Okay, it’s 9:12 here and I have a mingling event thing with the professors and directors. سلامات, English. Nice knowing you.

Let’s go.

Bots Ruin Broadway

By now, the difficulty in procuring Hamilton tickets for anything close to their original price is part of the show’s folklore. Part of the problem surrounding seeing popular shows like Hamilton or Book of Mormon is simple supply and demand — more people want to see the shows than there are seats in the theater. But the bulk of the problem lies in the resale market.

Some resales are legitimate, to be sure. If you buy a ticket and then miss your flight or your dog gets sick, it’s reasonable to try and sell on your ticket on, especially for in-demand shows. But when tickets on resale websites regularly go for between 5 and 20 times face value, something’s wrong.

When tickets are released online, so-called ticket bots swoop in, buying hundreds of tickets minutes, sometimes seconds, after they go on sale. These bots leave legitimate customers and fans empty-handed and out of luck.

It’s an enormously profitable endeavor, since those operating the bots can turn around sell those tickets at an enormous markup, sometimes over 1,000 percent. Who loses? Anyone who can’t pay the inflated price.

And it doesn’t just happen on Broadway. A report from New York’s Attorney General describes bots buying over 1,000 tickets to a U2 concert in Madison Square Garden in 2014.

In an op-ed for The New York Times, Hamilton wunderkind Lin-Manuel Miranda (amid several glorious musical references) describes how ticket bots are illegal under NY state law, but subject only to civil penalties, not criminal charges.

Happily, a bill, A09640, is under discussion in the New York State Assembly, seeks to end this. Among other changes, it adds criminal penalties (including imprisonment) for repeat offenders and requires sites like StubHub to post the original price they paid for the tickets. This, at least, makes the markup more transparent.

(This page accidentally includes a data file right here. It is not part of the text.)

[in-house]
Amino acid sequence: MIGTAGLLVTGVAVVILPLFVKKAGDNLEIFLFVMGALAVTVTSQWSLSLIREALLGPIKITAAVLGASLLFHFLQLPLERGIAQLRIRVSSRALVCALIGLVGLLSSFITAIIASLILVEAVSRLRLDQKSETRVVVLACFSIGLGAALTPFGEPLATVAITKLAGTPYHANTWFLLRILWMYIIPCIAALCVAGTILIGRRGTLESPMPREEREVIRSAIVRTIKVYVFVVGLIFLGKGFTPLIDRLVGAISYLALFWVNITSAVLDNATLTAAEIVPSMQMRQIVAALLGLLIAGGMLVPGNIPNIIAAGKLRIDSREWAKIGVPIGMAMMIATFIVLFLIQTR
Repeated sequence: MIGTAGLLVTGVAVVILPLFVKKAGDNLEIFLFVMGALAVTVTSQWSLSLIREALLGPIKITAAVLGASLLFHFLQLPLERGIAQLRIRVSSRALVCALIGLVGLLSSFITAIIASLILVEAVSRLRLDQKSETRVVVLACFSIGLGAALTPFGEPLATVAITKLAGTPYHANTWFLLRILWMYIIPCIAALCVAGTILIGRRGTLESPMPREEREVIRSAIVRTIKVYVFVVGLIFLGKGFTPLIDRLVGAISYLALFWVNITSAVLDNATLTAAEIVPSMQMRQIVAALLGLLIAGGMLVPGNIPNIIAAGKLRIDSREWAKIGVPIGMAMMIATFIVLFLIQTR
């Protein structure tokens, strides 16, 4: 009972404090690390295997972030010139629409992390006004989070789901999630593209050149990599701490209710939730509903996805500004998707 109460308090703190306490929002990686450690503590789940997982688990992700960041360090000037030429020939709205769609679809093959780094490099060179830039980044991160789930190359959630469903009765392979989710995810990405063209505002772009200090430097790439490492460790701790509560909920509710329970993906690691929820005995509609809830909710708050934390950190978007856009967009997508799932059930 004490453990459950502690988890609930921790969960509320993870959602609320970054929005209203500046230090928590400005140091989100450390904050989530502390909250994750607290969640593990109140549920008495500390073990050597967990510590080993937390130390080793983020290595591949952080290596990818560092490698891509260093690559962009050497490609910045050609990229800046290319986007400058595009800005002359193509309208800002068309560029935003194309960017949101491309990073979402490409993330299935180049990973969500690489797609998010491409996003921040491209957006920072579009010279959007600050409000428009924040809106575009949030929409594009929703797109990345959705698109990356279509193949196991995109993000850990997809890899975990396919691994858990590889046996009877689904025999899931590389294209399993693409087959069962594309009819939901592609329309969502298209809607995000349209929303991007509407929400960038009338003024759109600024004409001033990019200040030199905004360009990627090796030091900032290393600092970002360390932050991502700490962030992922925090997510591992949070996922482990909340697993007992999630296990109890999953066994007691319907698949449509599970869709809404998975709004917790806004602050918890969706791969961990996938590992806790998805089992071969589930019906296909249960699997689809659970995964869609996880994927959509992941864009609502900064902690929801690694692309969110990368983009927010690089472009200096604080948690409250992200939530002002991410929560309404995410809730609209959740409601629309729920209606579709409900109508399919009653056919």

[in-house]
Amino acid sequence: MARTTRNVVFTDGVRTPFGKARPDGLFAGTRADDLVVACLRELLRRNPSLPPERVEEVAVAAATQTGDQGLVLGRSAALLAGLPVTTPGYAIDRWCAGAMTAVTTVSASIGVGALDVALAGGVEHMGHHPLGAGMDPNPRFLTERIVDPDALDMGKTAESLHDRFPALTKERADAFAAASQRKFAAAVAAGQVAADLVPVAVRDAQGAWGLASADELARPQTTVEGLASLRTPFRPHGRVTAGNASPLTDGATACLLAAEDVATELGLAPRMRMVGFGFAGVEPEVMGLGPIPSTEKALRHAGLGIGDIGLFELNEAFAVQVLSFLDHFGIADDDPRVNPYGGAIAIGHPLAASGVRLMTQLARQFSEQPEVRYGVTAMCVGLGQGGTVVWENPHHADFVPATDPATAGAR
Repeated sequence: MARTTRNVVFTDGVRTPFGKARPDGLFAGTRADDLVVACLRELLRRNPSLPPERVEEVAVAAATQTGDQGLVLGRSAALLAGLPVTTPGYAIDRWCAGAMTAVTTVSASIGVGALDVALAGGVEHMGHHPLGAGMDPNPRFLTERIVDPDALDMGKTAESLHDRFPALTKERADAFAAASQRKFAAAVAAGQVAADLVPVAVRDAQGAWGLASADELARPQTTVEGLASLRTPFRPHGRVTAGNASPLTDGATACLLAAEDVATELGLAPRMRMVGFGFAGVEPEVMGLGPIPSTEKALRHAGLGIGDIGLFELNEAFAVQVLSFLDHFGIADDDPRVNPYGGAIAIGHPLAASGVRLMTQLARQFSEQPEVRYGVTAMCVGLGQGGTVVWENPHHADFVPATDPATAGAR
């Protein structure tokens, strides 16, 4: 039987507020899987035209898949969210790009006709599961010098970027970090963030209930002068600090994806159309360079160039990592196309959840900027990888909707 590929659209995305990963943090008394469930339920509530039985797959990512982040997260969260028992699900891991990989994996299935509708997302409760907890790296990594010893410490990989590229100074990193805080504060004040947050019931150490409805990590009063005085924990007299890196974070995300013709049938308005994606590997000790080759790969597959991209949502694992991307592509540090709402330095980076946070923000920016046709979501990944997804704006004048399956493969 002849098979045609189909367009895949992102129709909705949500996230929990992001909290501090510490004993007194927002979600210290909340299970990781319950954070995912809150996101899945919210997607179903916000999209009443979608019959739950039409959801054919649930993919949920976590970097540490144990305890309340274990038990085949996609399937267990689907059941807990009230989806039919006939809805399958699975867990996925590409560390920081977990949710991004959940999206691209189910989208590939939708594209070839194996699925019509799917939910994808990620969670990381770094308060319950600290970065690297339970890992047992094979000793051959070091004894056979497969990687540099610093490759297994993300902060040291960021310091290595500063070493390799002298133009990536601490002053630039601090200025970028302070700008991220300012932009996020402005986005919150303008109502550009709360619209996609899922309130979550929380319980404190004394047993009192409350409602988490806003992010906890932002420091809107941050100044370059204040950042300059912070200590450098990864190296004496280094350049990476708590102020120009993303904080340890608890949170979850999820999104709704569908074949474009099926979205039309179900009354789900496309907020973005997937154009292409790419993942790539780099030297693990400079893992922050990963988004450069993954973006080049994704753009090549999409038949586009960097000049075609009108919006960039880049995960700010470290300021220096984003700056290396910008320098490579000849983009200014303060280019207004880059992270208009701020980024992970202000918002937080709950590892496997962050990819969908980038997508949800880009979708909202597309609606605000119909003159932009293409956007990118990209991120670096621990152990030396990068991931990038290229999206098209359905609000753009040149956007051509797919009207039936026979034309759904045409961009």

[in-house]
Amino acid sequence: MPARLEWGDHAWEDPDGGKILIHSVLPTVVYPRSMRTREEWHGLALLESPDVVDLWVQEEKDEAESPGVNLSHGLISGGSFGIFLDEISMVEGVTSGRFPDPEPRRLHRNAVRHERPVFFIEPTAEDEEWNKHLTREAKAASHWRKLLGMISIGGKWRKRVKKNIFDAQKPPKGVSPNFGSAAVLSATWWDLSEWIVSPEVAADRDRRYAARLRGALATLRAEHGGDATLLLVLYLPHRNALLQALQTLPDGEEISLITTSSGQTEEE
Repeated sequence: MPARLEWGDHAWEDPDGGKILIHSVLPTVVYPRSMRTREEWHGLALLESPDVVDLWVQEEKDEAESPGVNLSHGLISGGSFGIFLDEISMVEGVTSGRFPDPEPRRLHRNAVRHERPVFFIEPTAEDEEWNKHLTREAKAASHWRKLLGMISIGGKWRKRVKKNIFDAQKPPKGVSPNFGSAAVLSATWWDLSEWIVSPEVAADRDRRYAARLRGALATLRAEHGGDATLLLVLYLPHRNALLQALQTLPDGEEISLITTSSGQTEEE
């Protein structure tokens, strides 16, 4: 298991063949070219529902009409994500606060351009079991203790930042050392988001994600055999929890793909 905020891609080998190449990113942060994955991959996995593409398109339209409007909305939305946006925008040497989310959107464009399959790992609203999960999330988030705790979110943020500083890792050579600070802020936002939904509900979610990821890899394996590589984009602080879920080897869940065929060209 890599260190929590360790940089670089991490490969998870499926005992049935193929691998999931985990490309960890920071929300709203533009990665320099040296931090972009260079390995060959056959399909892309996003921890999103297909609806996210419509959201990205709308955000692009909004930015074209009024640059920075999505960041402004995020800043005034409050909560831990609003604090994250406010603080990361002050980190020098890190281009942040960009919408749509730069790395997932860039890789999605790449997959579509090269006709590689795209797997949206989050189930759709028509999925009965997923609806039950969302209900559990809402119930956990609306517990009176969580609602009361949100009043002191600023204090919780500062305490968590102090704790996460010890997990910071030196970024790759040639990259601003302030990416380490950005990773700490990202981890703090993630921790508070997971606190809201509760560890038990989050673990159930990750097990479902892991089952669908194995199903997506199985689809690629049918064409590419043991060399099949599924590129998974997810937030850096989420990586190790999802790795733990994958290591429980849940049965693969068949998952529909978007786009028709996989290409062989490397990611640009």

The operators of the ticket bots are the ones who pocket the enormous profit. It’s money that the cast and crew of a show (or performers of a concert) never get to see. Worse, it erects a barrier between artist and audience, and ruins the experience for both.

New Yorkers can call 518-455-4100 to find out the number of their Assembly member. It’s past time to get the bots.

3 sleeps until Muffinbuggy!

TL — DR: Finishing up my three weeks in Sonoma with my parents. How was? Was good!

It won’t be long now, as the cat who had its tail cut off said. It’s been a blast to spend three weeks with my parents — I caught up on reading and sleep and all that good stuff. There was a 13-day streak when I read a book, cover to cover, in a day. I’d wager that the couch in my parents’ living room will still bear my butt imprint when I come back in December.

I got through a mix of fiction and non-fiction, a mix of stuff I’d been meaning to read for a while and stuff that I picked off a shelf because it looked interesting. As always, books in bold are the ones I’ll talk your ear off, given half a chance.

  • Headscarves and Hymens: Why the Middle East Needs a Sexual Revolution, by Mona Eltahawy.
  • Redefining Realness: My Path to Womanhood, Identity, Love & So Much More, by Janet Mock.
  • The Assassination Complex: Inside the Government’s Secret Drone Warfare Program, by Jeremy Scahill and The Staff of The Intercept.
  • Betrayal: The Crisis in the Catholic Church, by The Boston Globe.
  • The Journalist and the Murderer by Janet Malcolm.
  • The Lion, The Witch, and the Wardrobe, by C.S. Lewis.
  • The Magician’s Nephew, by C.S. Lewis.
  • The View from the Cheap Seats: Selected Nonfiction by Neil Gaiman
  • Night Draws Near: Iraq’s People in the Shadow of America’s War, by Anthony Shadid.
  • Slouching Toward Bethlehem, by Joan Didion.
  • Drown, by Junot Díaz.
  • Mission Failure: America and the World in the Post-Cold War Era, by Michael Mandelbaum.
  • Breakfast at Tiffany’s and Three Stories, by Truman Capote.